Legazpi water consumers, brace yourselves for the upcoming no holds-barred rate increase in your area.
This we learned as the local Legazpi City Water District (LCWD) posed at enforcing its rates increase this August 2017.
As with the usual logic, the increase is being justified by the management specifying that current rates could no longer meet the increasing cash requirements for its operation and maintenance.
Customer accounts officer Richard Atun came forward with the information the company needs additional funds to improve water supply facilities and expand its services.
The impending increase, as an example, will be up to 10 percent for 0-30 cubic meters consumption. FYI one cubic meter is equivalent to 1,000 liters. So, a minimum consumption of 10,000 liters will amount to 2 centavos per liter for residential connections.
Looking deeper, the new rates will actually boost revenue to P281 million this year as compared to the previous year of P248 million while disbursements topped P250 million.
Note that local water utilities (LWU), being government-owned and controlled corporation do not receive subsidy from the government. Its operational cost is sourced from its local revenues. Yet, most LWU’s are geared to become profitable in the long run and should share the profit to its consumers. Never happened, though. Meaning, utilities become profitable but do not share that blessing to its consumers.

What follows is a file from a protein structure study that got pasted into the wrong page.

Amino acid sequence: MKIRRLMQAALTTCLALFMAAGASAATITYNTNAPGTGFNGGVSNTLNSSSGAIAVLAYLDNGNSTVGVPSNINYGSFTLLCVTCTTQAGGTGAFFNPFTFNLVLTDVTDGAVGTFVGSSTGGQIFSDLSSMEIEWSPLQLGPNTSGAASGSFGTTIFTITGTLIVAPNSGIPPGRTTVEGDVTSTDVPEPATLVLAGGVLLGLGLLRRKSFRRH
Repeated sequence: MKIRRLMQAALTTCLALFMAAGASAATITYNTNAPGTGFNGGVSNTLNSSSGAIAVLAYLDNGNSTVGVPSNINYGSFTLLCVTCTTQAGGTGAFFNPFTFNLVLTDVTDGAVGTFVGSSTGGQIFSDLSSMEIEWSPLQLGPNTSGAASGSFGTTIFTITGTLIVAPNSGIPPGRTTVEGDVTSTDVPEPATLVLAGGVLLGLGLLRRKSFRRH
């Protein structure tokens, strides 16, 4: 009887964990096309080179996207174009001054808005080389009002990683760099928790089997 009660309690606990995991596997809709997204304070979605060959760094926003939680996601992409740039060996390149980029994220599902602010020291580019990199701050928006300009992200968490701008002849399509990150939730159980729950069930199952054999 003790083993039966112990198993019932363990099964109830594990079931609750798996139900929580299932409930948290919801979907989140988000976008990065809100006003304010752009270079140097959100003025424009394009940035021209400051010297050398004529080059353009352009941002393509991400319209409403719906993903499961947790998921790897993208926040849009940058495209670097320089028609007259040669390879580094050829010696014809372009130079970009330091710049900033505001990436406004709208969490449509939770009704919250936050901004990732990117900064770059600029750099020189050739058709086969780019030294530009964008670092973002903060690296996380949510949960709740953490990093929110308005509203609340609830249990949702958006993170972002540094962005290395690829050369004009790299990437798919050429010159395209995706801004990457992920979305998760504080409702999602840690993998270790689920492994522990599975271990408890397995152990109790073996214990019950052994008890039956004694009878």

Engineering and operations department manager Engr. Barbie Vonette Borromeo, disclosed that for the past three years, the water district has invested P82 million in its water supply development projects, which include include reduction of non-revenue water (P5.26 million), effective pressure management (P5.5 million), and growth in service connection (P7.27 million).
The LCWD programs to invest some P608 million in future projects until 2021 which include expansion of water coverage and building up service capacity.
Meanwhile, consumer complaints flood the water district about low supply, bad odor, rust and sand as well as water potability. Is it safe to drink, then?
Checking on its social media page, LCWD consumers can not contain their frustration and posted their comments on facebook. Sample below:
LCWD board chairman Arch. Ranulfo Imperial disclosed an effort of pressuring PhilHydro, the LWU bulk supplier, to cope with the demand of producing clean water. He said the management had even threatened to tap other bulk suppliers if it fails to improve water quality.
The statement of the chairman just made us jump in our seat, for he himself admitted that Philhydro’s water is not clean, afterall.
PhilHydro’s raw source of water comes from Yawa River.
The Legazpi water company came into business in 1981 with about 500 residential customers. Fast forward now, 23,000 households rely on the water supply of 33.93 million liters every day.
Go ahead LCWD, increase your rates.
Previously, related article on this link:related article on this link.
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